By Andrew D. Luecke and Max Berlinger
There are certain fashion taboos that are widely considered inviolable: pleated jeans, toupees, fanny packs, and, at one time, socks with sandals. But recently, high-end designers have embraced the look once reserved for clueless American dads on vacation in Rome, and put socks beneath sandals. It looks to become only more popular. In order to bring readers a nuanced-or, really, any-understanding of this phenomenon, we, Esquire Digital's style editors, debated whether the union of socks and sandals is ever appropriate, and if so, how to pull it off.
Andrew D. Luecke: Socks with sandals are the vanguard of a new movement in men's fashion, one that promises more freedom of personal style and a more relaxed sense of propriety.
Max Berlinger: Yeah, but they look ugly and dumb.
AL: I completely disagree. A lovely leather sandal provides a nice sophisticated grounding for a vibrant sock. It creates visual texture, allows for a dash of color, and adds a hint of whimsy to anything from a resort outfit to a summer suit you can wear to work on Fridays.
MB: It's wishy-washy. Either show your feet or don't. And beyond that, because you're wearing these two antithetical things together, it strikes me as very conspicuously styled. Not like, Oh, I just have good taste. It's like a trick, like, See!? See what I'm doing here!?
AL: Well, we all style ourselves to some degree, and I don't think there's anything wrong with showing it a bit. Plus, it tells the world that even though you care enough about your appearance to pick out a nice pair of socks, you don't take yourself too seriously. It's a cool look, but it's not intimidating.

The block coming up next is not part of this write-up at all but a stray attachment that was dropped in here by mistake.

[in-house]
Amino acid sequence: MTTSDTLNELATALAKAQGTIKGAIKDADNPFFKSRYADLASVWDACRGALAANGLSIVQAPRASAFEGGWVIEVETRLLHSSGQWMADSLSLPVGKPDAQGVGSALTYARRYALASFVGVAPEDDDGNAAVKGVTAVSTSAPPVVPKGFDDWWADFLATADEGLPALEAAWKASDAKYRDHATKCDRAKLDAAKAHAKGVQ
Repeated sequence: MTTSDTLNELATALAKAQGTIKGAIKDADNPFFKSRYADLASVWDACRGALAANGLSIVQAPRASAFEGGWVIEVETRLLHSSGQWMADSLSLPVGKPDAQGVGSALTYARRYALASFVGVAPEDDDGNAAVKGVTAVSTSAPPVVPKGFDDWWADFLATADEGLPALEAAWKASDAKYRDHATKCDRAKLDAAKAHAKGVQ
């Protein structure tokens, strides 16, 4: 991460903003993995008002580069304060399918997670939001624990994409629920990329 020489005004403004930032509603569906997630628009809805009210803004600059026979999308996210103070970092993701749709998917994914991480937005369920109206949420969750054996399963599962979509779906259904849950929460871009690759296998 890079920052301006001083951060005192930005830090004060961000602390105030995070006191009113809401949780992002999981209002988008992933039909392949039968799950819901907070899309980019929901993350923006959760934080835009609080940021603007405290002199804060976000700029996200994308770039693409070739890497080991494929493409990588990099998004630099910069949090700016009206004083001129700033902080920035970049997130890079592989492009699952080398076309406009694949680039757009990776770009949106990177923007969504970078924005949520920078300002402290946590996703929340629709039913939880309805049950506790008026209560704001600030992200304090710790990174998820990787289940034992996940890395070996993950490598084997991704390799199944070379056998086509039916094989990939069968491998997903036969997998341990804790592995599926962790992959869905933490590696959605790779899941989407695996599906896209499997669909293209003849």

MB: It's also right at the heart of this whole normcore trend, which means that it's going to just be this sort of hanger-on thing by the time one does it. And why, exactly, is youth culture so obsessed with taking these aggressively unattractive things and making them cool?
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AL: I don't think it's unattractive, but it is a reaction to all this superslim-leather-and-denim hipster stuff. Men have, again, grown tired of being constrained, and this is a way of feeling and displaying relaxation. And it's not just youth culture. I mean, super chic designers like Carven showed socks and sandals at their spring/summer 2014 fashion shows, and that's coming out of Paris, where menswear really is refined and elevated. You just need to balance the right amount of relaxation and luxury.
MB: Who did they show it on? Let me guess: willowy eighteen-year-olds. But okay, enlighten me: How would you, Andrew D. Luecke, propose that someone like myself wear it?
AL: Very carefully! No, really, I'd take a nice pair of leather slides, throw on some chinos, and add some chunky pastel socks. Boom: instant easy luxe. It's an adventurous look that's going to open up any man to new experiences, like maybe taking Molly and hooking up with one of those fire-breathing Burning Man women. Who wouldn't that?
MB: Not I, good sir. But I commend your dedication to looking like the townies in Ithaca, where I went to college.
AL: [Laughs.] Exactly! It's taking that free and easy American look and elevating it with your own wit and good eye. It's completely democratic fashion that's open to anyone, which is an answer to those who say fashion is too snobby and only for the elite. It's a positive social movement, not just a fashion trend. Who are you to stand in the way of social harmony?
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MB: I'm just a guy who thinks there's an order to things, an underlying utility to clothing. As in, when it's warm and you're in the appropriate setting, you wear sandals. When it's cold, you wear socks. But to wear them both at the same time... well, that's just madness. What next? Tank tops over turtlenecks? Shorts over pants? SPF and self-tanner?
AL: Max, SPF and self-tanner exists.
MB: I give up.